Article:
Taiwan's Kuomintang party elects its first female leader

Hung Hsiu-chu attends a press conference in Taipei, southeast China's Taiwan, March 26. She was elected the chairperson of Kuomintang(KMT) on Saturday. Photo: Xinhua

Taiwan's opposition Kuomintang party picked its first female leader on Saturday as it struggles to regain public support after a crushing defeat in leadership elections.

Hung Hsiu-chu takes over from Eric Chu, who resigned from the post to take responsibility for the defeat in the island's leadership election to Tsai Ing-wen of the Democratic Progressive Party (DPP) on January 16.

Xi Jinping, general secretary of the Communist Party of China (CPC) Central Committee, on Saturday congratulated Hung for being elected the chairperson of Kuomintang (KMT).

Xi said in his message to Hung that he hoped the two parties shall keep the overall national interest and the well-being of the compatriots in mind, and continue to adhere to the 1992 Consensus and oppose "Taiwan independence."

The compatriots on both sides of the Strait are all parts of the Chinese nation, Hung said.

Both parties should work together to maintain cross-Strait peace and stability and create more benefits for compatriots on both sides of the Strait, according to Hung.

Hung -- whose stance leans towards pro-unification with China -- vowed Saturday to revive the party, which is also plagued by inner rivalries.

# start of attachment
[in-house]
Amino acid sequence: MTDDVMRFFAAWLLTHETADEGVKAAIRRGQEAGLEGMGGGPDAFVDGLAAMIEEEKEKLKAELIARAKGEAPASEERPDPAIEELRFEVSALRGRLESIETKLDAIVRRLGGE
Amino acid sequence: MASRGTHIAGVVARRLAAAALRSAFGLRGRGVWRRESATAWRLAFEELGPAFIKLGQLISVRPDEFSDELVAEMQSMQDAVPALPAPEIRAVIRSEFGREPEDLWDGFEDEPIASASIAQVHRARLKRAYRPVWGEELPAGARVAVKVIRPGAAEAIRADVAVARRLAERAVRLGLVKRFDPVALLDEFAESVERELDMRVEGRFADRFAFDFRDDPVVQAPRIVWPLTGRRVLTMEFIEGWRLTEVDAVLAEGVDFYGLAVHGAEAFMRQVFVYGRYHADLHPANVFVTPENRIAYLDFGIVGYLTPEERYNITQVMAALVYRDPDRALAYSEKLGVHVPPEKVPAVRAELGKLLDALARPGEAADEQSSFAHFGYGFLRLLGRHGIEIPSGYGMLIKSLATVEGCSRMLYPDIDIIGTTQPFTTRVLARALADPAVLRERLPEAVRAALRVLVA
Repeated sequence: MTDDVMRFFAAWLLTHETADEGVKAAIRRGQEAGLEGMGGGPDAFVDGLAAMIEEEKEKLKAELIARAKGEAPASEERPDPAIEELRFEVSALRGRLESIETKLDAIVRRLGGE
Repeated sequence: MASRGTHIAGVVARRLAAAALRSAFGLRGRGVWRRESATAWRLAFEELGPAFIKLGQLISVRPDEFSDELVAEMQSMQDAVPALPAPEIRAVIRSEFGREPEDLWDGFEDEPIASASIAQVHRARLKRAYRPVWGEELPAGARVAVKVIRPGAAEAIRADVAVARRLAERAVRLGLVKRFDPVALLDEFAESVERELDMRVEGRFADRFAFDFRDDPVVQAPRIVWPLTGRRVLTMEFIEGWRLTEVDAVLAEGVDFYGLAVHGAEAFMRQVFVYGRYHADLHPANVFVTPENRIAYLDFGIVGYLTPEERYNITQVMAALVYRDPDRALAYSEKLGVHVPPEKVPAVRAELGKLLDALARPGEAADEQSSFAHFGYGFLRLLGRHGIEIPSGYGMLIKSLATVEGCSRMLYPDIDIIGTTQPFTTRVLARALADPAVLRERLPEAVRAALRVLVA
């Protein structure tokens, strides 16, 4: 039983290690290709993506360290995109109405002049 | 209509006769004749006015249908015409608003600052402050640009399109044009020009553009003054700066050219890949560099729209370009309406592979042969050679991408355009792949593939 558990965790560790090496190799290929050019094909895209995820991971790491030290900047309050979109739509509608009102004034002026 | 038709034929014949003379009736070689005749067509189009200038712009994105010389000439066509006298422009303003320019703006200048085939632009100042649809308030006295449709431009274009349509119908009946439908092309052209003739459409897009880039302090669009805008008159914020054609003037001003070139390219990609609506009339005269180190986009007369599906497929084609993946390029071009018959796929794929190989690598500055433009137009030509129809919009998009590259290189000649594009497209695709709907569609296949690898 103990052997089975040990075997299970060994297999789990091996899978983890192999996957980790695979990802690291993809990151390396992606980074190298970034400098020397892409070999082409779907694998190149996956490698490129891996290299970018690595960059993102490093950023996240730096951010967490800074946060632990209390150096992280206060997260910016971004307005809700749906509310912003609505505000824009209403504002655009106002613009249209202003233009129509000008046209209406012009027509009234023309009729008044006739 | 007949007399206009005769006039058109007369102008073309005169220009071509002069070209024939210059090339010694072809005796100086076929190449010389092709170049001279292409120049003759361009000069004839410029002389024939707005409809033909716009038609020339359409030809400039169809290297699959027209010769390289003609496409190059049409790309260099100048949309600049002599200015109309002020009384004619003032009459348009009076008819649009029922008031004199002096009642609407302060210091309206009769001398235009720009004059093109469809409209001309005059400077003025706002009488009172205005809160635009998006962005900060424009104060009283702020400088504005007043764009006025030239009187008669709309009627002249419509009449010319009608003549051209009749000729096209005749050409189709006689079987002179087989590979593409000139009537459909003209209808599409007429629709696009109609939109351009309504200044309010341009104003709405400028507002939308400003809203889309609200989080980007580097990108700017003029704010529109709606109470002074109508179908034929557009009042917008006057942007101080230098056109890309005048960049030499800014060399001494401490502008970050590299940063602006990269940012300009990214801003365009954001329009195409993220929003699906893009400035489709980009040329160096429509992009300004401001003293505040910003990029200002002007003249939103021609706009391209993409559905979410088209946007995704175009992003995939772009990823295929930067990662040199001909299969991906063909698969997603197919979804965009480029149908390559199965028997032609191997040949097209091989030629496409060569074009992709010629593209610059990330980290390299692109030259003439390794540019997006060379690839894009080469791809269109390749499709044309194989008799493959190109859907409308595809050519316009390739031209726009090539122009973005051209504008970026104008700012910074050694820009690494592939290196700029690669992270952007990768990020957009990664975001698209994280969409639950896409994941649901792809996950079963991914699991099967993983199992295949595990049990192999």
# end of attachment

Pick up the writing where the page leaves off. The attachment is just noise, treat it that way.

"Of course I know the road ahead is very long, with all kinds of risks, difficulties, and setbacks, but I definitely believe that I can fulfil my promise with everyone's mutual support and unity," she said after winning the contest.

Hung obtained 56 percent of vote, beating three other candidates including acting chairwoman Huang Min-hui and Taipei City councillor Lee Hsin.

Hung's tall task as the KMT's new leader is answering demands for the party to surrender its assets, which critics say have been misappropriated or misused.

The former ruling KMT lost the leadership to Tsai of the (DPP) in January, as well as control of parliament for the first time in the island's history.



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